Why does the CIA need to measure instruments?

A new CIA inspector general report says the CIA has been using “dumb, ineffective and dangerous” instruments for decades.

The report is the latest sign that the agency’s use of “measurements” in the wake of 9/11 was a problem.

The CIA inspector-general found that the intelligence community’s use for measuring the height of buildings has been “an integral part of its activities” and that the Agency had “taken many steps” to correct that practice.

The agency also has been criticized for its use of measurement devices for measuring instruments and for its handling of information about its use in investigations of terrorism.

The inspector-General’s report does not detail exactly what instruments the CIA was using in the 1980s and 1990s, but the inspector-genĀ­eral found that at least one “measuring device” used in the late 1980s was the “Hemisphere-2” measuring device, which measures the diameter of the earth.

The Hemisphere-3 was a “measured globe,” the inspector general said, which measured the height, the diameter and the thickness of a single mountain.

The Inspector General said the CIA “did not have the capability to test or certify these devices in the field” and instead used “means-testing techniques” that “were not suitable for measurement.”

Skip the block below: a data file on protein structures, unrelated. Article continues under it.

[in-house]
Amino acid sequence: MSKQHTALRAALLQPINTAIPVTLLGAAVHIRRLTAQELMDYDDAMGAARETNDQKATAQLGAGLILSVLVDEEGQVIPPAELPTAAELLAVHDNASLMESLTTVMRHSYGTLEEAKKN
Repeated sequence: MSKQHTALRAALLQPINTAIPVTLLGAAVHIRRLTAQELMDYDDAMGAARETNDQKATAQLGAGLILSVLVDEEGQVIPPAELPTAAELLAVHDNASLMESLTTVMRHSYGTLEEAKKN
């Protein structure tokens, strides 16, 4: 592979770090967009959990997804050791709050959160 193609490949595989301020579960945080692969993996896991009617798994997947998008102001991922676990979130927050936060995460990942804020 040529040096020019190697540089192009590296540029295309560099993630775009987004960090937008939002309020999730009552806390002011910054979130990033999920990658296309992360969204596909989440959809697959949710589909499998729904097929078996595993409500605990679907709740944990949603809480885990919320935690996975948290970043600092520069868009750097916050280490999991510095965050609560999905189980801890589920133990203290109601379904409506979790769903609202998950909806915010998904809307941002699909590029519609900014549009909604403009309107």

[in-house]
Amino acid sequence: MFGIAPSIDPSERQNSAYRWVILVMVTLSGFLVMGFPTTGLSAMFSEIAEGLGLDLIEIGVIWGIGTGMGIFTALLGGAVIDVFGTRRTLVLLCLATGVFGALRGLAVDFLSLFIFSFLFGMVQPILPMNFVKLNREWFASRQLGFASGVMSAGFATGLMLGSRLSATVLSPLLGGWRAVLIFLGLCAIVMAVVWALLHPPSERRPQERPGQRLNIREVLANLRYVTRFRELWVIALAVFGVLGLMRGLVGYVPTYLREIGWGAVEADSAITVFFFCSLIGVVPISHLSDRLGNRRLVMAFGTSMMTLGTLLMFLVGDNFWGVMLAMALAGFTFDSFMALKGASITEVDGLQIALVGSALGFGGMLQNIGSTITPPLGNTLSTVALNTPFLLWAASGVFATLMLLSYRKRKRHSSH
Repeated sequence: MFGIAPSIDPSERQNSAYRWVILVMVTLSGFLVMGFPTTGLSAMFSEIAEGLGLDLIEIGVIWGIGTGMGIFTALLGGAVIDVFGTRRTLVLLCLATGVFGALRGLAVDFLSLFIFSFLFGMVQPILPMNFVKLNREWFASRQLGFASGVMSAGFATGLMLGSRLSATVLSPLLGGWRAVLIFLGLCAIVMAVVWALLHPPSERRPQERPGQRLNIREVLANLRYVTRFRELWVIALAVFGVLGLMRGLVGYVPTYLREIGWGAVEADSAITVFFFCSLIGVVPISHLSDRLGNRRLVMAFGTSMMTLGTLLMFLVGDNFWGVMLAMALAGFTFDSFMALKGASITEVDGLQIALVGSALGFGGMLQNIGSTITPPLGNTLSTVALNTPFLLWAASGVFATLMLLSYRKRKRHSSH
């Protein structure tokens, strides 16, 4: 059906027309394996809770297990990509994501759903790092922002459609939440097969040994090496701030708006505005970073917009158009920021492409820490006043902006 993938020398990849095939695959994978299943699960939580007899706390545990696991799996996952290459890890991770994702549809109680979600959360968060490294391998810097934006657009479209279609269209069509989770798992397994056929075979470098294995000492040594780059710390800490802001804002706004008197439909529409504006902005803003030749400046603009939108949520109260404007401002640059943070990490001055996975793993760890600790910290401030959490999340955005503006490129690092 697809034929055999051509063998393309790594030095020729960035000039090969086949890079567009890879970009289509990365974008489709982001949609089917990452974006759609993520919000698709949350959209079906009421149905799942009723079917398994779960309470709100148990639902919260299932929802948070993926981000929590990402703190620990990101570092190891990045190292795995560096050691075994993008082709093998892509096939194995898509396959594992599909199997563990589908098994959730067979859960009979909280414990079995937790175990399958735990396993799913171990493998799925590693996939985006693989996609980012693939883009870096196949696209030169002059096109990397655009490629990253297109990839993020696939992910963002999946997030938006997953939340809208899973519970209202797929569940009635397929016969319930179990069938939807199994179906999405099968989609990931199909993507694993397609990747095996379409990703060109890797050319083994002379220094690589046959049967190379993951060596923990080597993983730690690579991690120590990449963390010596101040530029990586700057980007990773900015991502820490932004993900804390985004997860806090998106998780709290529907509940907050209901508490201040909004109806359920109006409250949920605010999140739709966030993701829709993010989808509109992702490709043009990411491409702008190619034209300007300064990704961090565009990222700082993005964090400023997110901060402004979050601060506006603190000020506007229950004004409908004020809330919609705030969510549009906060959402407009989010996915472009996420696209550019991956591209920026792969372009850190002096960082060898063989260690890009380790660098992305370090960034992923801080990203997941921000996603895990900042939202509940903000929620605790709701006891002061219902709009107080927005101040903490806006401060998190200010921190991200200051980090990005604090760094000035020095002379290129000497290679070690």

“The Agency has not been able to demonstrate that these devices are reliable,” the Inspector General’s report said.

The IG also found that in the mid-1990s, the CIA used a “micro-measuring instrument” to measure the diameter or length of a “metric ball” that was attached to a wall and had to be measured by hand.

The micro-measurement device was not validated by the agency, the report said, but it did measure the ball’s diameter “about 0.6 inches in diameter, which is within the range of acceptable standards.”

The IG said it was not clear if the CIA had a policy about using measuring devices for the purpose of determining the size of a building or if it had a specific policy about measuring a “ball.”

The inspector general did not say what the policy might have been for measuring a ball or whether it was related to the CIA’s “satellite” programs, which were designed to detect objects orbiting Earth.

“I believe there is no policy or guidance that would prohibit the Agency from using these instruments for this purpose,” the IG wrote.

The use of measuring devices in other investigations was not included in the IG’s report.

“In a variety of circumstances, including when conducting the National Security Intelligence Program, the Agency has employed measures that could be described as ‘measure-able’ devices to evaluate intelligence sources and methods,” the report read.

“For example, the Intelligence Community has developed and used a variety